Rev Tamagno argued that such scripture or Bible lessons would not equate to the teaching of Protestantism and would not promote sectarianism. He also took exception to the claim made by Bishop Phelan in his letter that the Catholic schools were saving the Victorian taxpayers £300,000 pa. In his view the amount claimed was overblown and yet another of the Catholics’ ‘fanciful grievances’. Further, he held that if the Roman Catholics faced financial hardship it was because of the ‘arrogant claims on education’ made by the ‘Romish Church’. The implication appeared to be the naive and gullible Roman Catholics in Gippsland – and all of Victoria and all of Australia – were being manipulated by the autocratic Roman Pope in the Vatican. On the issue of Church-State relations, Tamagno certainly saw the weakness of the modern, secular state but he argued that Church and State needed to work together – as in the case of the referendum on scripture – and that Protestants were far better placed to do this than Roman Catholics who were ultimately answerable to the (foreign) Pope. However, as indicated, he did admire the political organisation of the Catholics and urged his side to adopt the same tactics.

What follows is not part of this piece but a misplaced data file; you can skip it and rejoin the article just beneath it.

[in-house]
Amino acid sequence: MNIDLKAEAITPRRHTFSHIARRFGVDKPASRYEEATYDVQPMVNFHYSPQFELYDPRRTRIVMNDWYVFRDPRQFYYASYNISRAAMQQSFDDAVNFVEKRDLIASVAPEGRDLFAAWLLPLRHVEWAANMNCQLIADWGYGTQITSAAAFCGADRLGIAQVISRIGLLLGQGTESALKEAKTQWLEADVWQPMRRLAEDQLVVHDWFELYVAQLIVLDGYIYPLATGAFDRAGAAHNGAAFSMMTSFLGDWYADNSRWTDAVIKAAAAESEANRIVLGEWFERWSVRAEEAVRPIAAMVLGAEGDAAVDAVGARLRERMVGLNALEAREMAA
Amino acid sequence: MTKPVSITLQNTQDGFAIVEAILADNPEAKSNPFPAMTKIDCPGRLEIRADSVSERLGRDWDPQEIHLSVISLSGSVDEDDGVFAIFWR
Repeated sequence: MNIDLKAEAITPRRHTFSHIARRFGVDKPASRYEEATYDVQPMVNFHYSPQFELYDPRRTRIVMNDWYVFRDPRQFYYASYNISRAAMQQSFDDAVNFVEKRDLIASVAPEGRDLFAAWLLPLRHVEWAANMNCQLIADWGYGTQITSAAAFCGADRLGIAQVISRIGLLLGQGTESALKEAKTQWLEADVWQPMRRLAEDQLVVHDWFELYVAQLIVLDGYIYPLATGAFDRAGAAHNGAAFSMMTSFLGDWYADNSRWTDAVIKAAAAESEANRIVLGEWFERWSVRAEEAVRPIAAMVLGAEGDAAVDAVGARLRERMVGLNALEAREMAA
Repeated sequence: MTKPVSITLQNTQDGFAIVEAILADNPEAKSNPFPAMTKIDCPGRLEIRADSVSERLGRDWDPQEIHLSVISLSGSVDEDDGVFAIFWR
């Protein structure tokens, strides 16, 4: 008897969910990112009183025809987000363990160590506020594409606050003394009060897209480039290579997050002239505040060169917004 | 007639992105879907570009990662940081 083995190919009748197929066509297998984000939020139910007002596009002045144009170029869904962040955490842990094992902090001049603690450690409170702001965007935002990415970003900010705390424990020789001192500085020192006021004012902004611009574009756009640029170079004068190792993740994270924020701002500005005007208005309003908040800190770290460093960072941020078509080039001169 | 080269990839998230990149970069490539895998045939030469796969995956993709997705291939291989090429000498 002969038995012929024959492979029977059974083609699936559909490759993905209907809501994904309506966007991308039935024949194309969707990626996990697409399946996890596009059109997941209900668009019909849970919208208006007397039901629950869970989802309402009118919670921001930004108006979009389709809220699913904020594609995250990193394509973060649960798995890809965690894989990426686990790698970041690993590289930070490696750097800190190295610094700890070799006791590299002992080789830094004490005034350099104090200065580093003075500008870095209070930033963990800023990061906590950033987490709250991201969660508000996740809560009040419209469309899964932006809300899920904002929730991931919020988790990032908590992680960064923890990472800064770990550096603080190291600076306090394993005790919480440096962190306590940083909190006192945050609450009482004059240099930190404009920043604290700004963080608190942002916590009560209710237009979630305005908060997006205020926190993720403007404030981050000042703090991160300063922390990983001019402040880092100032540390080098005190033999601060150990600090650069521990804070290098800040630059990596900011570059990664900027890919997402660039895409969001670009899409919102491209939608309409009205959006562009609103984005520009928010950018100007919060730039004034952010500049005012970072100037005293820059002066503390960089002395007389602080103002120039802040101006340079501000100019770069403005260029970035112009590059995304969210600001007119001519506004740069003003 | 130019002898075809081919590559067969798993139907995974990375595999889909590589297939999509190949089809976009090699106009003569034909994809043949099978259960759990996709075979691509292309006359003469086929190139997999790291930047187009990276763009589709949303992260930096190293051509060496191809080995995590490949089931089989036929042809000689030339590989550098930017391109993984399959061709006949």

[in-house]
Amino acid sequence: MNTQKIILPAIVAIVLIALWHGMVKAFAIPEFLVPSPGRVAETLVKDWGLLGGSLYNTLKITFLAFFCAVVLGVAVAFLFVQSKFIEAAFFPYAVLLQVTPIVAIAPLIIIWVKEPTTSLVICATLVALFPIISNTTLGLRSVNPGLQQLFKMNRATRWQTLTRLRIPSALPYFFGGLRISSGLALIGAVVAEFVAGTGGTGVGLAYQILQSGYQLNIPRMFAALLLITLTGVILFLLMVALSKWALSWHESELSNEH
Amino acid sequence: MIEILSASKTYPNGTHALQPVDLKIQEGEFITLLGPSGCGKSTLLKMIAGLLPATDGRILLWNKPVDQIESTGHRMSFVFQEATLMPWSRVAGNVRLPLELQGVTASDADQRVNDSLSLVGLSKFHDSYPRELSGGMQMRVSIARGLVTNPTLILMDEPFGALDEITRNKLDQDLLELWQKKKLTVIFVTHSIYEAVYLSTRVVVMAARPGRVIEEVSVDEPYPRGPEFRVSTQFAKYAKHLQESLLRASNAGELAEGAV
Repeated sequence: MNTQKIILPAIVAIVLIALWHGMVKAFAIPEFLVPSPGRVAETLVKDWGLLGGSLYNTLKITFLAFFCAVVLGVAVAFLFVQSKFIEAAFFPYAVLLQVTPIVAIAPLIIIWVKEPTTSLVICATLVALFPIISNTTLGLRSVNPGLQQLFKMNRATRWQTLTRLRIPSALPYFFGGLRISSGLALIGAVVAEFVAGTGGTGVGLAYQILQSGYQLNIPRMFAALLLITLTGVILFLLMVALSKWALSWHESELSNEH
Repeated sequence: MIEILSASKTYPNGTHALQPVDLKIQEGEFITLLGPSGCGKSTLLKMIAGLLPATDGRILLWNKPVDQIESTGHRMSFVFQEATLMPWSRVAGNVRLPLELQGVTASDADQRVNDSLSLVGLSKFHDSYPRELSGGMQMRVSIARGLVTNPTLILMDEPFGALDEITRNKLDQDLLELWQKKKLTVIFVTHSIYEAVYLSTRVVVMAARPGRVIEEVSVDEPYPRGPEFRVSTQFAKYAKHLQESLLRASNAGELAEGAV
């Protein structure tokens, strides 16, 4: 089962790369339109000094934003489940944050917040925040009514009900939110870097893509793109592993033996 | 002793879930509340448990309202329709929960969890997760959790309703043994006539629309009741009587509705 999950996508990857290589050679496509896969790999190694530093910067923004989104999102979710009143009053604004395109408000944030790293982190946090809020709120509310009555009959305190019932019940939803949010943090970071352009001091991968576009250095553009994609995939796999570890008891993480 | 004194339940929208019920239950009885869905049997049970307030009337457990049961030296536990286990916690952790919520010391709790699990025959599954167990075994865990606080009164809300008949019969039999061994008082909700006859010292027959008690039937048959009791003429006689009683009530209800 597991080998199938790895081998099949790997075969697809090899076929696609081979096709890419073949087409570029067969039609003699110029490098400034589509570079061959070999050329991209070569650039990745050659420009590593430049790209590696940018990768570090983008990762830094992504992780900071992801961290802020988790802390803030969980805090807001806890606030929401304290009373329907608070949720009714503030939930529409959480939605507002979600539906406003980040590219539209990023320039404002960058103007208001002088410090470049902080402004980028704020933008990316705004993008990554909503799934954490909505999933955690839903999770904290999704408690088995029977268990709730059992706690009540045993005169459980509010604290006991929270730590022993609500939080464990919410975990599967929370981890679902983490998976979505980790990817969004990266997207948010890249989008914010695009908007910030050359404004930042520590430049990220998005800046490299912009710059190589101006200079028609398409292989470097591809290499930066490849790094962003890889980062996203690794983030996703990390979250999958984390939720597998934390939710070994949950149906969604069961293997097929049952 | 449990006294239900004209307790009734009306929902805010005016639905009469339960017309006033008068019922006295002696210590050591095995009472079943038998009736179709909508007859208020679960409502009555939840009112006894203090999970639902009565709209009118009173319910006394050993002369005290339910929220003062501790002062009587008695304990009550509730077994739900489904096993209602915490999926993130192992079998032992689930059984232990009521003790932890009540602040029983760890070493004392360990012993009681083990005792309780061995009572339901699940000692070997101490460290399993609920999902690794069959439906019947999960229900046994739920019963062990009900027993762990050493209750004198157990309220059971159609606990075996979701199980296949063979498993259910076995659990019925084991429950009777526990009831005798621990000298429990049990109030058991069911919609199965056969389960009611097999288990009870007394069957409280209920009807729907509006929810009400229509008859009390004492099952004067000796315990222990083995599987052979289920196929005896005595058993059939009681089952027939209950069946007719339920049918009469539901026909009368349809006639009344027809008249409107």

Fr Sterling replied to Rev Tamagno, in the same paper, on 9/8/16. Sterling argued that Tamagno’s letter was a typical attack on Catholics. He claimed Tamagno wanted to represent Catholics as … a terrible nuisance always growling about their grievances. Sterling’s tone was sarcastic and in his attempt to reveal what he saw as Tamagno’s condescending tone, he put words into Tamagno’s mouth, literally, and had him claim:

We [Protestants] even gave them [Catholics] permission to enlist in the army and fight and die for their country and still they keep on grumbling.

Sterling was making the point, directly, that Catholics were not second-class citizens. Nor could their beliefs be ignored or simply dismissed as the product of unthinking or blind obedience to Rome. In fact, Sterling was pointedly critical of Tamagno’s language:

The church to which I have the honor to belong is known to its members and to most outsiders by the designation of the Catholic church. Officially we are styled Roman Catholics. This term is ridiculous and self-contradictory, but we tolerate it because we must. No gentlemen and no man of education, except a piebald bigot, ever uses such terms as Rome or Romish.

Fr Sterling also covered the main argument that Catholics were right to fight against the teaching of scripture – as part of the curriculum – in state schools because, in his view, this practice would in effect make the schools Protestant. Sterling saw the proposal as an attempt by the Protestants to get their religion into the state schools ‘on the cheap’.

As indicated, this controversy continued in the local press for at least 6 weeks. It would have been impossible to ignore.